- Distinguishable from other Canadian ferns by its long, strap-shaped fronds
- Usually grows in rocky areas, particularly on limestone rock outcrops in maple-beech forest
- “Established plants can grow in exposed, rocky crevices and outcrops, but moist, mossy areas seem to be essential for spore germination and early plant development”. (ROM)
Special Concern Provincially and Nationally
Found in northern hemisphere, and is broadly split into European variety and American variety. American Hart’s-tongue ferns are found at disparate sites in New York, Michigan, Tennessee, Alabama and Ontario. Ontario has bulk of the North American populations having been reported at more than 70 sites mostly on the Niagara Escarpment.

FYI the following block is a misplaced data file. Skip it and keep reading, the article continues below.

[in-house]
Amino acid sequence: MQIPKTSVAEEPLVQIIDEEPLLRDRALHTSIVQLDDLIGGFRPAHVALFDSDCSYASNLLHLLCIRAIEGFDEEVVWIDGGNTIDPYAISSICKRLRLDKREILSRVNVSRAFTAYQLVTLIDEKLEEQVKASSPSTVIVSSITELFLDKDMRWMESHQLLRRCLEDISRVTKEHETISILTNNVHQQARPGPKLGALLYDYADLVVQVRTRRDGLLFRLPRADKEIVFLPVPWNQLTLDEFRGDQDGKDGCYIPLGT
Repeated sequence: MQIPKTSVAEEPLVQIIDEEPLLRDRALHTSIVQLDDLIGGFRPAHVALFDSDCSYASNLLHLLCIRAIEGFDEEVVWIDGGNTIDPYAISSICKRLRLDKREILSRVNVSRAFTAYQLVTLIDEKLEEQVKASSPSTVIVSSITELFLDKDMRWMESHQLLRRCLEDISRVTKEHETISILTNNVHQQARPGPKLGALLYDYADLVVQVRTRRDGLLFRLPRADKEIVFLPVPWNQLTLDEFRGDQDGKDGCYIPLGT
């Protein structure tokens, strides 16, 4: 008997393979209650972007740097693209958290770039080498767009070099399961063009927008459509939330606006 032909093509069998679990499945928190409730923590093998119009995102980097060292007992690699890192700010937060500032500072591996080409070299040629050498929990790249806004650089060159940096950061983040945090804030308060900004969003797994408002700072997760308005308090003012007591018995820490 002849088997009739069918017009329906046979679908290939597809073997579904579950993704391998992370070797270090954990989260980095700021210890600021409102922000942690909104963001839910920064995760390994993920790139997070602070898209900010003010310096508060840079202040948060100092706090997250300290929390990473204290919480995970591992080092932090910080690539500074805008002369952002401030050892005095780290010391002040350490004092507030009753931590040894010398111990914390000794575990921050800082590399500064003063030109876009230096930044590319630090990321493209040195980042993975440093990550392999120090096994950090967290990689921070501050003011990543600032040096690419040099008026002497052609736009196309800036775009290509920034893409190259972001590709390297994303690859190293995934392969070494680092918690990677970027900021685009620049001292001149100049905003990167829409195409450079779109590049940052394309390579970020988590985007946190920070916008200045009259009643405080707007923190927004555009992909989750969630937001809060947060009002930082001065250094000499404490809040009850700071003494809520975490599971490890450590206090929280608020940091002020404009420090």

Although populations of Hart’s-tongue Fern in Ontario are relatively secure, the populations here represent an important refuge for the species since its populations elsewhere are doing poorly. Threats to this species in Ontario include logging, quarrying, development, competition from weeds and trampling from hikers on Escarpment trails.
- Niagara Escarpment Plan protects public lands on the Niagara Escarpment, where approximately half of all known Hart’s-tongue populations occur